You’re a smart homeowner, so you’re constantly improving and updating your home as you go along, partially because you’re keeping an eye on its resale value — and partly because you just want the place you live in to be comfortable and suitable for your needs.
If you’re like most homeowners, however, your money would run out long before you get to the end of your home improvement wishlist. To help you come up with a plan that won’t break the bank, let’s take a look at some of the high-cost home improvements people make and some low-cost alternatives you might want to try instead.
More Living Space
- High-Cost Improvement: Adding a Room
- Budget Counterpart: Converting an Attic or Basement
Everybody envies a home with plenty of extra space — and having a home office or game room is becoming a modern essential. The only problem is that adding an extra room to your home doesn’t come cheap. On average you can expect to spend about $48,000 to build an additional room onto your home — and the cost can be as high as $74,000.
Plus, it isn’t always easy to simply tack a room onto an existing structure. Depending on where you live, you may not even have the ground space for a new addition. In other areas, you may have the space but will run up against permit issues and problems getting your homeowners association’s consent for the add-on.
So skip the hassle and work with what you have, namely your basement or attic. Even if they’re entirely unfinished right now, you have a floor, walls and roof on which to build. Once you address any problems with ventilation and electrical work that needs to be added, your biggest costs will be in drywall and lighting. A basement can be a great game room since they tend to naturally keep the noise down, while an attic can be a fantastic (and private) home office.
Your Dream Kitchen
- High-Cost Improvement: A Full Remodel
- Budget Counterpart: Update the Basics
Inquire about remodeling your kitchen and you’re probably going to get sticker shock. The basic rule on kitchens is that you should spend no more than 15% of your home’s value on a complete overhaul. With the average home price in Indiana hovering around $155,000, that means you can expect to spend a little over $23,000 on the job. That figure takes into account new countertops, new cabinets, new wiring, new lights, new flooring and all the trimmings.
If that figure has you hiding under a table in terror, we’ve got good news: You can get that price tag down quite a bit by making good use of the “bones” of your kitchen. If your kitchen cabinets are in reasonably good shape, you can refinish them instead of replacing them, swap out the hardware on the pulls and add some new (matching) appliances for a fraction of the cost. Add a new coat of paint to the walls and put new tile down on the floor, and you’ll be surprised at how much life your old kitchen has.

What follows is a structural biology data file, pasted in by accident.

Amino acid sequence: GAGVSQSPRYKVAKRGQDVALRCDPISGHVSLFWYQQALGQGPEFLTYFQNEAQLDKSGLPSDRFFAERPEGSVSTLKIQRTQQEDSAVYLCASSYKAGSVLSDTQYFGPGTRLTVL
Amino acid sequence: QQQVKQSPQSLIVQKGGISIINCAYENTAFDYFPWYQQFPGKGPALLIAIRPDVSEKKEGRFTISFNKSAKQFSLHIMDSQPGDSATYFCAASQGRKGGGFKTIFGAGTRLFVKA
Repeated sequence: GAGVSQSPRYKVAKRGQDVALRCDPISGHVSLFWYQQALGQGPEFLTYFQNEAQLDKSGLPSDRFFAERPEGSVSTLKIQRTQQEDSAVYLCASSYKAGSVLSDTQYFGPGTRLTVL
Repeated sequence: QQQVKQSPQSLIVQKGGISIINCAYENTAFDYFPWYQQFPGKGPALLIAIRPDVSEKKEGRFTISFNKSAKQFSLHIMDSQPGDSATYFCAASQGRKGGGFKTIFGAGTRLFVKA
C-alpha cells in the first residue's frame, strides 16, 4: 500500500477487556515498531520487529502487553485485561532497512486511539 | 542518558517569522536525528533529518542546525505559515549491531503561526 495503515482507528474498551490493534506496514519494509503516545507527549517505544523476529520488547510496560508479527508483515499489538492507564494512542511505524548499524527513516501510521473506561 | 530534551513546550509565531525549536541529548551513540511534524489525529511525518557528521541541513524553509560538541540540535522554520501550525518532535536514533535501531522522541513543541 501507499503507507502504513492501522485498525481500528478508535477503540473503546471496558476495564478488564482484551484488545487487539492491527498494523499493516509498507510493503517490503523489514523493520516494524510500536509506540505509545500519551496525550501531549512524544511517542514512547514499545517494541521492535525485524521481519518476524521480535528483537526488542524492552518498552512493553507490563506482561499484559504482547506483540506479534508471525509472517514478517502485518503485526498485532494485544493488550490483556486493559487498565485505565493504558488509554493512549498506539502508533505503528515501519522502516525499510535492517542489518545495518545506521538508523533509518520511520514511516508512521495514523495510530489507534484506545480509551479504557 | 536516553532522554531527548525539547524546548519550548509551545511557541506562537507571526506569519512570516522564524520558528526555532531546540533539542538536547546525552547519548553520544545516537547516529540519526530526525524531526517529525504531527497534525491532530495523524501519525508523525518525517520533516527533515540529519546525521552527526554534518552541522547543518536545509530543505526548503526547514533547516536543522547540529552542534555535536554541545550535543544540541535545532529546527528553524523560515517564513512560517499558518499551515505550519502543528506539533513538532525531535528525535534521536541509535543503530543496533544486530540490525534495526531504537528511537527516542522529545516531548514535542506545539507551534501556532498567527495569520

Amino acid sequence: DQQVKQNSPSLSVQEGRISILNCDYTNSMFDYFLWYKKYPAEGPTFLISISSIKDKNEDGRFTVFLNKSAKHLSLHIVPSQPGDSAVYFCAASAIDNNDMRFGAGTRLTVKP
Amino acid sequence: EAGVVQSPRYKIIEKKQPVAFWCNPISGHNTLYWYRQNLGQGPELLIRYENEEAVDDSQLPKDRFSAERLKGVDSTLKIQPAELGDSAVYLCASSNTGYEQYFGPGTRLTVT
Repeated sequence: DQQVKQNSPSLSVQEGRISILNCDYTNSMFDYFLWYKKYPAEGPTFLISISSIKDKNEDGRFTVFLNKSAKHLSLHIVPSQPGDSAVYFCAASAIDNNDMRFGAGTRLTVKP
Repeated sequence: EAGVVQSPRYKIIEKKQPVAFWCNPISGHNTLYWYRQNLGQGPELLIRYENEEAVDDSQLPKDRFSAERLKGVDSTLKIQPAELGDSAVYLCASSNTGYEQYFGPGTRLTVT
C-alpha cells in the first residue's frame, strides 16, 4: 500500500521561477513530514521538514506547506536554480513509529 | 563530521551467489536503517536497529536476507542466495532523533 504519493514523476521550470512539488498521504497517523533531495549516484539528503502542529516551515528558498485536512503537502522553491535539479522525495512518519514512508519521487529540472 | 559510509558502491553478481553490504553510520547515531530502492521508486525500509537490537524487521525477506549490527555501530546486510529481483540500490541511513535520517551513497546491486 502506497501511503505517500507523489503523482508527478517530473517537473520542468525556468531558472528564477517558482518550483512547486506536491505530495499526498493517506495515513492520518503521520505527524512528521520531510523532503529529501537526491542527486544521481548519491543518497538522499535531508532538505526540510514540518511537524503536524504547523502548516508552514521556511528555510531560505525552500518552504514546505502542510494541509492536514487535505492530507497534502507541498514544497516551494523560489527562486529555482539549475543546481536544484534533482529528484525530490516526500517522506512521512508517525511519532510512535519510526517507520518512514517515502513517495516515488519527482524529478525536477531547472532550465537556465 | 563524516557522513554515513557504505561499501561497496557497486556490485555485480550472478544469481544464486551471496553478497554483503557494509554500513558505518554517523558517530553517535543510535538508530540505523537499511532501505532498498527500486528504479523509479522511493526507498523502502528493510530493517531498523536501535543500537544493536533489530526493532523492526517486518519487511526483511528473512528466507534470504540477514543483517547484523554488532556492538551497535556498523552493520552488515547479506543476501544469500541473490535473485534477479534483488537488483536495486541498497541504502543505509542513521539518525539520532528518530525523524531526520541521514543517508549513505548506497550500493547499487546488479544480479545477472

Maybe the low-cost approach won’t immediately give you the kitchen of your dreams — but it will buy you a few more years — and that’s time you can use to save up for the major renovations later.
- High-Cost Improvement: Hardwood floors
- Budget Alternative: A Modern Look-Alike
Okay, we’re not going to lie: Hardwood floors are amazing. They’re natural, gorgeous and work with every type of decor and style. They’re also really, really expensive. Even mid-range flooring costs between $5-$10 a square foot. Unless you’re using reclaimed wood, you may also have some qualms about using a material that can only be obtained by chopping down more trees.
So what can you do if your old floors have seen better days and you don’t want to just cover them with carpet? There are some great modern alternatives to wood flooring that you may want to investigate. Bamboo is probably the top of the pack because it’s also a natural material but far more sustainable than wood. (It’s also easy to apply to concrete, making it perfect for that basement room you’re already planning.) Alternatives include cork (which is a little springy, making it perfect for game rooms and kitchens), and laminate designed to look like wood or wood-look tiles.
Updating the Outside
- High-Cost Improvement: New Siding
- Budget Alternative: New Door and Accents
Maybe you’re happy with your home’s interior, but the exterior could use some work. Exactly how much it may cost to install new siding will vary depending on the size of your home, the type of siding you pick and your local labor costs, but you can generally expect it to be pricey. Brick siding costs between $5-$15 per square foot and wood is $8-$12. Even vinyl will run you up to $8 per square foot if you want premium materials.
If none of that is in the budget this year, you can still refresh the outside of your home with some low-cost tricks. Start by replacing your wooden door with a new steel one in a bright color and take matching (or complementary) paint to your trim. Add in new house numbers and some updated outdoor lighting for your porch or entrance, and you’ll boost your home’s curb appeal for just a few hundred bucks.
Whatever your plans, keep this in mind: Your home really is your castle. Don’t be afraid to throw some money into renovations from time to time. The rewards really are worth it.